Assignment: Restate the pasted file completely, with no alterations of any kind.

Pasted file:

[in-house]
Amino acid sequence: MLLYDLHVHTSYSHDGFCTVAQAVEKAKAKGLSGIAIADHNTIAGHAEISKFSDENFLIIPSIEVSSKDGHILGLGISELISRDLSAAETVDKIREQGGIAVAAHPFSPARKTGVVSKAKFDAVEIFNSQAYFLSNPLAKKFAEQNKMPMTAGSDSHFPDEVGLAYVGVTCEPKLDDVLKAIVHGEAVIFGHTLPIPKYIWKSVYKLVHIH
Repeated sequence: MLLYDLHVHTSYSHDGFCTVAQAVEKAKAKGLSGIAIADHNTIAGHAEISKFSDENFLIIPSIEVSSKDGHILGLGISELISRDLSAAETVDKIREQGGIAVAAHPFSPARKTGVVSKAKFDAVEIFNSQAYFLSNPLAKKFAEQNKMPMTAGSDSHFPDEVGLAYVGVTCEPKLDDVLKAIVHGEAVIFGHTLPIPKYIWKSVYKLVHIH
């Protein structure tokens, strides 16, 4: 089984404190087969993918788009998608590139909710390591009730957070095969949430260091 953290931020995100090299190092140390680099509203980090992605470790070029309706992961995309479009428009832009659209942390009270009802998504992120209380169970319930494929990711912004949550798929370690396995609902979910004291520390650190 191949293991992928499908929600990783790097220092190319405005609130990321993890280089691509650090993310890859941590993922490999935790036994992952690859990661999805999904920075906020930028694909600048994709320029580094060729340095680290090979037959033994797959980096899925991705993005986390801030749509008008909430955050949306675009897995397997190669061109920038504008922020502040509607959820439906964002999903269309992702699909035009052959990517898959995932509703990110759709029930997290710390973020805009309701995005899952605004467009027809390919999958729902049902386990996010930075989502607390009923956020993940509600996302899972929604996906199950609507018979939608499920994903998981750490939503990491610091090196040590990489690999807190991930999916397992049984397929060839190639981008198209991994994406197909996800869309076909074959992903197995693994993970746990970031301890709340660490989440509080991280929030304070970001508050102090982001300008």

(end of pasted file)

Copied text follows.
[in-house]
Amino acid sequence: MLLYDLHVHTSYSHDGFCTVAQAVEKAKAKGLSGIAIADHNTIAGHAEISKFSDENFLIIPSIEVSSKDGHILGLGISELISRDLSAAETVDKIREQGGIAVAAHPFSPARKTGVVSKAKFDAVEIFNSQAYFLSNPLAKKFAEQNKMPMTAGSDSHFPDEVGLAYVGVTCEPKLDDVLKAIVHGEAVIFGHTLPIPKYIWKSVYKLVHIH
Repeated sequence: MLLYDLHVHTSYSHDGFCTVAQAVEKAKAKGLSGIAIADHNTIAGHAEISKFSDENFLIIPSIEVSSKDGHILGLGISELISRDLSAAETVDKIREQGGIAVAAHPFSPARKTGVVSKAKFDAVEIFNSQAYFLSNPLAKKFAEQNKMPMTAGSDSHFPDEVGLAYVGVTCEPKLDDVLKAIVHGEAVIFGHTLPIPKYIWKSVYKLVHIH
């Protein structure tokens, strides 16, 4: 089984404190087969993918788009998608590139909710390591009730957070095969949430260091 953290931020995100090299190092140390680099509203980090992605470790070029309706992961995309479009428009832009659209942390009270009802998504992120209380169970319930494929990711912004949550798929370690396995609902979910004291520390650190 191949293991992928499908929600990783790097220092190319405005609130990321993890280089691509650090993310890859941590993922490999935790036994992952690859990661999805999904920075906020930028694909600048994709320029580094060729340095680290090979037959033994797959980096899925991705993005986390801030749509008008909430955050949306675009897995397997190669061109920038504008922020502040509607959820439906964002999903269309992702699909035009052959990517898959995932509703990110759709029930997290710390973020805009309701995005899952605004467009027809390919999958729902049902386990996010930075989502607390009923956020993940509600996302899972929604996906199950609507018979939608499920994903998981750490939503990491610091090196040590990489690999807190991930999916397992049984397929060839190639981008198209991994994406197909996800869309076909074959992903197995693994993970746990970031301890709340660490989440509080991280929030304070970001508050102090982001300008």